My question is simple:

How do the little disks operad and $Gal (\bar {Q}/Q)$ relate?

I realize that a huge amount of heavy-machinery can be brought into an answer to this, but I'm struggling with the basics. All papers I've found just seem to jump into the deep-end or involve musings that are more inspirational than precise; so I'm eager to read what people here say.


1 Answer 1


A short answer would be: $Gal(\overline{\mathbb{Q}}/\mathbb{Q})$ acts faithfully on the profinite fundamental groupoïd of the operad of little discs.

If $X$ is an algebraic variety over $\mathbb{Q}$ we have an exact sequence $$ 1 \to\pi_1(X\otimes \overline{\mathbb{Q}},p) \to \pi_1(X,p) \to Gal(\overline{\mathbb{Q}}/\mathbb{Q}) \to 1 $$ Here $\pi_1(X\otimes \overline{\mathbb{Q}};p)$ is canonically identified with the profinite completion of the usual topological fundamental group $\pi_1(X(\mathbb{C}),p)$. If the basepoint is defined over $\mathbb{Q}$, this split and we have an action $$ Gal(\overline{\mathbb{Q}}/\mathbb{Q}) \to Aut(\widehat{\pi}_1(X(\mathbb{C}),p)). $$

The (profinite completion of the) fundamental groupoïds of the $C_2(n)$ inherit the operad structure. The trick is that all of it can be defined over $\mathbb{Q}$ as $C_2(n)$ is homotopy equivalent to the configuration space of points on the affine line $F(\mathbb{A}^1_{\mathbb{Q}},n)(\mathbb{C})$. One has to define rational "tangential base points" and check that the operad structure on the fundamental groupoïds is also defined over $\mathbb{Q}$. The resulting operad is described here. One can explicitly compute its automorphism group. This is the Grothendieck-Teichmuller group $\widehat{GT}$.

As everything is defined over $\mathbb{Q}$, $Gal(\overline{\mathbb{Q}}/\mathbb{Q})$ operates on the whole operad. So we have a morphism $$ Gal(\overline{\mathbb{Q}}/\mathbb{Q}) \to \widehat{GT} $$ It follows from a theorem of Belyi that it is injective.

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    $\begingroup$ So once you have an action of the operad on the Hochschild complex (as in Deligne's conjecture) you have many, each conjugated by an element of $\mathrm{Gal}$. Is there an explicit way of seeing the difference between two of this conjugated actions on the complex? $\endgroup$ Sep 28, 2010 at 11:59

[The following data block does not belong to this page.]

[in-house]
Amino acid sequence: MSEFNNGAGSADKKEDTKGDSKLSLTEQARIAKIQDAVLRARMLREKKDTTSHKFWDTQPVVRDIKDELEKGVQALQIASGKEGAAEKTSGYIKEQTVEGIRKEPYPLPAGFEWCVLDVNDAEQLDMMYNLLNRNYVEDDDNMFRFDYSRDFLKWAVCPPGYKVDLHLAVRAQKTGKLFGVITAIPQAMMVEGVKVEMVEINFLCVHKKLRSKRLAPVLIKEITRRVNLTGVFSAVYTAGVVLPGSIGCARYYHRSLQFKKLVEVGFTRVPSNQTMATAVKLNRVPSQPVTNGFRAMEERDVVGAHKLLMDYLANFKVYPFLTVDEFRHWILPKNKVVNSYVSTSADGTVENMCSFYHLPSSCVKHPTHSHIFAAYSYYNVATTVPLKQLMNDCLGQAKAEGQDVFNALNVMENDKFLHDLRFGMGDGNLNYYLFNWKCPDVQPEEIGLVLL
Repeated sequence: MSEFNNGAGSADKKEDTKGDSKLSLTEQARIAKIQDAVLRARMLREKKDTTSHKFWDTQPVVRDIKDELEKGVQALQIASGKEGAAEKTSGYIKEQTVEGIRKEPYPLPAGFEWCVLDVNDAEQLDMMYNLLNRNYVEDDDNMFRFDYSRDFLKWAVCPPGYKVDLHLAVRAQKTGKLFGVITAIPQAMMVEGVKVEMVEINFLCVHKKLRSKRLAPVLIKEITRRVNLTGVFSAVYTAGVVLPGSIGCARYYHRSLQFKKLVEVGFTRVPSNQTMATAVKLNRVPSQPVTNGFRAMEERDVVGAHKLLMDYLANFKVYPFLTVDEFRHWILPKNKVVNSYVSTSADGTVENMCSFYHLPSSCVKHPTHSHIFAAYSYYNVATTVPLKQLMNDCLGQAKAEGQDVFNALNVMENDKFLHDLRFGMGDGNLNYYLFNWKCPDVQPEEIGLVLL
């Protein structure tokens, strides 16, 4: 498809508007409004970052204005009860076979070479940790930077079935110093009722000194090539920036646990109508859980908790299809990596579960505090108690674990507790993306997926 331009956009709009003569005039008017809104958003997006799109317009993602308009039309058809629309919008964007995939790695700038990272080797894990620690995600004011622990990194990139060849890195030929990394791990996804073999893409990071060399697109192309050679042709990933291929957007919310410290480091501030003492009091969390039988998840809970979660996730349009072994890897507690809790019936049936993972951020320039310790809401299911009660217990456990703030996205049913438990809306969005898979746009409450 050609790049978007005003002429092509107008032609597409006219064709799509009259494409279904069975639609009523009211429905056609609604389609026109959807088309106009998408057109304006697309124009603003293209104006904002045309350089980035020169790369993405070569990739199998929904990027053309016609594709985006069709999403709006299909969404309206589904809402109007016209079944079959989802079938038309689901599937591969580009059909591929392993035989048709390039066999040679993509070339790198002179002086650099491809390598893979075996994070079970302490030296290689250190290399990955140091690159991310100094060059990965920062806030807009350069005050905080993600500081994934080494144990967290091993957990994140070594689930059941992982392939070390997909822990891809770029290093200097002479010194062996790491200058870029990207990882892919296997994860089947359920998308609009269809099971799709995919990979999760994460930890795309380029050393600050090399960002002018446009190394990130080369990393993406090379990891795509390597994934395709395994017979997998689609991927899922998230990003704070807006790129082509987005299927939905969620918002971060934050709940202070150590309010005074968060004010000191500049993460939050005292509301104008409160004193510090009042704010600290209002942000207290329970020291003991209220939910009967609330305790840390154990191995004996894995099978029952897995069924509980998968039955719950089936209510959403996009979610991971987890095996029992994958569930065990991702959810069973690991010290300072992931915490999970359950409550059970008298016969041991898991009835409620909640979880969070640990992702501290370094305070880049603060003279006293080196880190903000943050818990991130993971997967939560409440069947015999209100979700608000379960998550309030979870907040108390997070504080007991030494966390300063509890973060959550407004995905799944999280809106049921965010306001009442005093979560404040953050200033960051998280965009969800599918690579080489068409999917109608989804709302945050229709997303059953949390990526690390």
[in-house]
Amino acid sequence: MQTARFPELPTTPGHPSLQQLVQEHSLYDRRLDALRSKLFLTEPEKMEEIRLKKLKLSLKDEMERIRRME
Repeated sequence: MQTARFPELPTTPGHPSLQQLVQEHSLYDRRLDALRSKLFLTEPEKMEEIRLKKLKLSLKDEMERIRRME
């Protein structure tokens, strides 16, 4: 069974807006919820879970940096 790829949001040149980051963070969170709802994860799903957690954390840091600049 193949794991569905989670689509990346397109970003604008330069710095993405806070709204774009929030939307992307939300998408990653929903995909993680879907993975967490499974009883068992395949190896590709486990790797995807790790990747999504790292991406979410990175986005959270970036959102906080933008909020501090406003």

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    $\begingroup$ The Galois action only exists on the profinite completion of the fundamental group. So I don't see how Gal would act in your situation. I don't think the absolute Galois group really appears in the context of Deligne's conjecture. $\endgroup$
    – AFK
    Sep 28, 2010 at 12:15
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    $\begingroup$ Instead, what appears naturally is the motivic Galois group of mixed Tate motives over $\mathbb{Z}$ (in part because the $F(\mathbb{A}^1,n)$ are mixed Tate over $\mathbb{Z}$). It plays the same role as Gal but for the motivic prounipotent version of the fundamental groups. The two are related by a Zarsiki dense morphism $G_{\mathbb{Q}} \to G^{mot}_{\mathbb{Z}}(\mathbb{Q}_\ell)$ corresponding to the $\ell$-adic realization. See Kontsevich's "Operads and motives in deformation quantization". $\endgroup$
    – AFK
    Sep 28, 2010 at 12:18
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    $\begingroup$ PS: I think that writing an explicit action of the operad on the Hochschild complex of $k$-vector spaces usually requires the choice of an associator over $k$. In this case the $k$-points of the motivic Galois group $G_{\mathbb{Z}}(k)$ will act through the prounipotent $GT(k)$ on the coefficients of the associator. If $\mathbb{Q}_\ell \subset k$ you will get an action of $G_{\mathbb{Q}}$ through the $\ell$-adic realization morphism. But the coefficient of this action are very complicated, the simplest are given by the cyclotomic character and Soulé's characters. $\endgroup$
    – AFK
    Sep 28, 2010 at 12:34
  • $\begingroup$ Do you have a reference for this point of view on the Galois action on the little disk operad, ie the identification of the fundamental groupoids of the little disks with the one obtained from $F(\mathbb A^1,n)$ and certain tangental basepoints? It sounds like you're sketching a realization of the proposal of an algebro-geometric interpretation of the little disks described in Jack Morava's "The motivic Thom isomorphism". In any case this is certainly a "noncanonical" description of the Galois action; the fact that the Galois group sits in $\widehat{GT}$ is explained already in Drinfel'd... $\endgroup$ Jul 9, 2013 at 20:49

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